Call Your Local Fire Department

by Percy Hooper, IDSA, Associate Professor of Industrial Design, North Carolina State University

May 18 2021 - 11:49am

 

The Industrial Design Program at NCSU conducts a suite of programs designed to get students out of the studio and into the community. By working with community members, the students learn that their design skills can make a difference in the lives of those around them.

One of these initiatives is Industrial Design Community Contact, in which students visit and interview community members about the physical challenges they encounter in their work lives. The students ask the workers about physical tasks that they find cumbersome, tiring, frustrating or painful. Collecting this first-hand testimony has provided a rich supply of design challenges for the ID students to tackle. Over the years, the students have interviewed sports therapists, teachers at a school for the blind, directors of a school for young adults with Autism, dentists, a support group for people with arthritis and fibromyalgia, restaurant owners and Emergency Medical Service workers, just to name a few.

In the Fall of 2020, under the shadow of COVID-19, the sophomore Industrial Design studio was understandably limited in the businesses that would welcome a visit from 20 University students. So, they approached an establishment that traditionally welcomes walk-ins, the local Fire Department. Respecting the chain of command, the students first called the City’s District Fire Chief who contacted the neighborhood Fire Station to arrange for the student visit. To reduce the chance of COVID transmission, only 6 of the students were permitted to visit the station. Once there with masks well placed, the students opened their laptops and connected with the rest of the studio by Zoom. The 10 firefighters and 6 students separated themselves into smaller groups to get finer grained responses from the firefighters. 

The students prepared questions like:

  • What tools/equipment do you carry with you on a regular basis?
  • When you get a call, what must you do prior to leaving?
  • What tool would you not enter a fire without?
  • What is the hardest tool to use and why?
  • What part of your activity is most fatiguing?
  • What is the most dangerous part of your job?

The firefighters gave the students a tour of the firetrucks, demonstrated the use of their equipment and showed the practiced method of putting on their heavy turnout gear and boots. During the interviews, the students learned among other things that firefighters respond to all 911 calls whether they are fire-related or not. This is because, in the community of this fire station, there is a 3-minute response time for firetrucks as opposed to a 17-minute response time for EMS vehicles due to the location of the stations. Of course, the firefighters are trained to provide basic EMS assistance while awaiting the arrival of the ambulance. The students learned also that each firefighter has personalized his own turnout gear and helmet so that special tools that the firefighter favors can be attached to easily accessible parts of the body. The students were surprised to learn that the most frightening calls the firefighters respond to are traffic accidents, because once on the scene, they must watch for other motorists who do not slow down as they are passing through the firefighters’ work zone.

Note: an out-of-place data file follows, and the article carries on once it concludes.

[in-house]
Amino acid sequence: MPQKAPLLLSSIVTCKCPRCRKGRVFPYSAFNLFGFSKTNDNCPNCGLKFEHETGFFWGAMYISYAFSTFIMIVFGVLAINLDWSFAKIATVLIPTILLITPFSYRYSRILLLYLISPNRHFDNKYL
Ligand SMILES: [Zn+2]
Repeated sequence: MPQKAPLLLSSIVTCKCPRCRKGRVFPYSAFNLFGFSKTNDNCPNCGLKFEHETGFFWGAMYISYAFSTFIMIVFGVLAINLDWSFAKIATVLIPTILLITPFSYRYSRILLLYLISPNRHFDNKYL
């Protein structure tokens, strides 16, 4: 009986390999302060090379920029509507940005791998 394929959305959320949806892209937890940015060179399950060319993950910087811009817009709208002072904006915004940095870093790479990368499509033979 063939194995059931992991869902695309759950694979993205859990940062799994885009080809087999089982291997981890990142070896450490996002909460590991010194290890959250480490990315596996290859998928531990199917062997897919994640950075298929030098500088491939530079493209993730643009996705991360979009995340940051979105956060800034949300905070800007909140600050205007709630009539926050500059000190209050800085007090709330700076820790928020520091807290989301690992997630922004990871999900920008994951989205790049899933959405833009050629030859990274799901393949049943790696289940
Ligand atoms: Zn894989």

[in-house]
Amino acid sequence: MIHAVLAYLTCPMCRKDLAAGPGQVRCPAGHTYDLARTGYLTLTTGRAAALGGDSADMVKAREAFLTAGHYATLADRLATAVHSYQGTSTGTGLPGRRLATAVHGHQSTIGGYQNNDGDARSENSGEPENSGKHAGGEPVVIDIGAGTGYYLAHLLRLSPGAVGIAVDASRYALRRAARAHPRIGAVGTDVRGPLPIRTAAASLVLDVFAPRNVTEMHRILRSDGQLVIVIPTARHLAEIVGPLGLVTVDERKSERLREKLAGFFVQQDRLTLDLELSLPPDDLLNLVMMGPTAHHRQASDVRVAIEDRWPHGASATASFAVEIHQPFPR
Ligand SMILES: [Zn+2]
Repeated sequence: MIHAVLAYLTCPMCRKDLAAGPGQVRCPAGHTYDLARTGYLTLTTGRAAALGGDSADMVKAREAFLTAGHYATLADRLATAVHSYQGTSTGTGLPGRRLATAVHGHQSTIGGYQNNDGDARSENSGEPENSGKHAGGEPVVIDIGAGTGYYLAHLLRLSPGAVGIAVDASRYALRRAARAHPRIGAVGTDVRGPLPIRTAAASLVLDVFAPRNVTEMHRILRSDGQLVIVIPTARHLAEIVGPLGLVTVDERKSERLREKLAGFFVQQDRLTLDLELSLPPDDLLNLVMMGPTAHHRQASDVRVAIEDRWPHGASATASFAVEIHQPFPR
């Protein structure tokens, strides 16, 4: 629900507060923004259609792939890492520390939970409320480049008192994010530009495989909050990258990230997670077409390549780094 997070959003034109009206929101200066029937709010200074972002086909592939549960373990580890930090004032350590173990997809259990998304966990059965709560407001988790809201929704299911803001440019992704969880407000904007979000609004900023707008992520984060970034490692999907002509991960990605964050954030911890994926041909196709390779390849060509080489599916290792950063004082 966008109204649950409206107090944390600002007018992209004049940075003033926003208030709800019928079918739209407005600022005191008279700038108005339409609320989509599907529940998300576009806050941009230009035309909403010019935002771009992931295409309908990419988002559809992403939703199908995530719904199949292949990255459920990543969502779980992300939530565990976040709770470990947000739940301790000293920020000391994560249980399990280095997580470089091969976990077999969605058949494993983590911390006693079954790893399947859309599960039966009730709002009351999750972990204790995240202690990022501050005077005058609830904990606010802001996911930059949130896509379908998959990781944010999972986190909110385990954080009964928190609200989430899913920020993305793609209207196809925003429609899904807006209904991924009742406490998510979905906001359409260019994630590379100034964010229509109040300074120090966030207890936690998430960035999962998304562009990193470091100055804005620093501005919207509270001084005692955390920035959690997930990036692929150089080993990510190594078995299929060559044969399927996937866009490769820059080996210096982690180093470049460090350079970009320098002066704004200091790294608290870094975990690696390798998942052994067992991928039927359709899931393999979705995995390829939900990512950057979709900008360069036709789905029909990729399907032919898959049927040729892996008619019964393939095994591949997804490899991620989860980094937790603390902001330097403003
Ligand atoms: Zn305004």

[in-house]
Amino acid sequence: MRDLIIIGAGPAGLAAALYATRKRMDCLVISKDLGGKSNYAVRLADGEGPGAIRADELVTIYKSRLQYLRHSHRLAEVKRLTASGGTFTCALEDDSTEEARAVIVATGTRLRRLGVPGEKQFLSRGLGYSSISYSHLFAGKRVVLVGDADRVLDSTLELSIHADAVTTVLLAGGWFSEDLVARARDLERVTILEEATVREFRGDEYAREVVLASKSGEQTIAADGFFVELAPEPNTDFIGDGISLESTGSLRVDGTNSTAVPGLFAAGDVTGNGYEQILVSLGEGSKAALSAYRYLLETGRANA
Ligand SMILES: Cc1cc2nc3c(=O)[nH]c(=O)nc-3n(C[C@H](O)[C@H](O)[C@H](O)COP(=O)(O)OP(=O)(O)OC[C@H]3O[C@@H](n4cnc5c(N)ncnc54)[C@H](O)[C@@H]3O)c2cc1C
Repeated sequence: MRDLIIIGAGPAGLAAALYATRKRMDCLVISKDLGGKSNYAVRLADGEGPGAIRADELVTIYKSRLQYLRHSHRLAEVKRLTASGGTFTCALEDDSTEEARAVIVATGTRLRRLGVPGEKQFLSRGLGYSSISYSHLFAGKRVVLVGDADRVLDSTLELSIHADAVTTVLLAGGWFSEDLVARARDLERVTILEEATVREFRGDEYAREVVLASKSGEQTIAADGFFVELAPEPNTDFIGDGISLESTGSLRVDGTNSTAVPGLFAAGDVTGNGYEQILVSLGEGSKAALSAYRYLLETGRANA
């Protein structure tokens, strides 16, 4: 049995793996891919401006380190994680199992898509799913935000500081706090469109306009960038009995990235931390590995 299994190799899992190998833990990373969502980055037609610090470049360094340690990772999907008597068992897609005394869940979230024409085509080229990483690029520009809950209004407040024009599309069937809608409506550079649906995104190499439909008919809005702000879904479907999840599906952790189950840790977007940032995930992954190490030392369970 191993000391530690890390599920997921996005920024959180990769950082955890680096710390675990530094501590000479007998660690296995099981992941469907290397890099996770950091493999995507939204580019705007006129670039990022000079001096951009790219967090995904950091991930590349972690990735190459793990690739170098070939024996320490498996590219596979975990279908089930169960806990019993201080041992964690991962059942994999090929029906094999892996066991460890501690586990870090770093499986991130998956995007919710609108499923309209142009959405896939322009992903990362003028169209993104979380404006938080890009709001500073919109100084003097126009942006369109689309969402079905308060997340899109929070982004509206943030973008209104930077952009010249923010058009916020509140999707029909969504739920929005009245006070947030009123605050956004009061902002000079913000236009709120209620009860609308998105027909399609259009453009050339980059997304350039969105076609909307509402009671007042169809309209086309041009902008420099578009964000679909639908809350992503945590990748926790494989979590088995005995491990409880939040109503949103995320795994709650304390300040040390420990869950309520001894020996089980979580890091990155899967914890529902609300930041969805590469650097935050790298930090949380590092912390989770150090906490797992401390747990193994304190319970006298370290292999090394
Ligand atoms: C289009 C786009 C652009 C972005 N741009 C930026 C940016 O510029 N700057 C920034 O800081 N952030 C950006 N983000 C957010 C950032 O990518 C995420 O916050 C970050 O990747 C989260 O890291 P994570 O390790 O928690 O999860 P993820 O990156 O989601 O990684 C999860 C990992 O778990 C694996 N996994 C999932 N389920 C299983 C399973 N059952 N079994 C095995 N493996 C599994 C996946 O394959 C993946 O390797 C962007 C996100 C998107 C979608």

The students made video recordings of the interviews and took notes to put into a Google Drive folder so the entire studio could benefit. With this information in hand, the students began their research online to learn if any efforts had been made before to address their firefighters’ concerns. They investigated what equipment was available and how it served the work of the firefighter. After listing the pros and cons of the currently available equipment, the students undertook to improve, redesign, or replace the indicated equipment to satisfy the needs of the firefighters they had interviewed.

After describing through sketch and 3-D model their proposed solutions, the students met with the firefighters again to hear their feedback on the choices the students had made. Some product solutions received enthusiastic approval, while other solutions, the firefighters explained, would not function well under their working conditions. The students accepted the feedback and made the appropriate adjustments.

At the end of the project, the firefighters were treated to a final Zoom presentation from each student. The purpose was not only for the students to hear the final evaluations from the firefighters, but to give a sense of completion and satisfaction to the firefighters for their valuable collaboration throughout the project. Several students got their well-earned reward when they heard the firefighters comment about their project, “I could use that right now!”

Among the products the students designed were:

  • A redesigned Haligan (a combination axe, pick and crowbar commonly used by firefighters)
  • A gas-sensing respirator mask with heads-up, face-shield display
  • A quick-access bailout rope bag to aid a rapid exit through an upper story window
  • An instant wall-mounting electronic beacon with in-mask receiver to mark the way out when smoke makes visibility low
  • A portable firefighters’ shower for on-site carcinogen removal.
  • A body-mounted fire hose nozzle to keep loose fire hoses from causing damage or injury

Percy Hooper, IDSA, is Associate Professor of Industrial Design and the coordinator of entrepreneurship and new product development at North Carolina State University College of Design, teaching undergraduate and graduate design studios focusing on invention, innovation and the design process.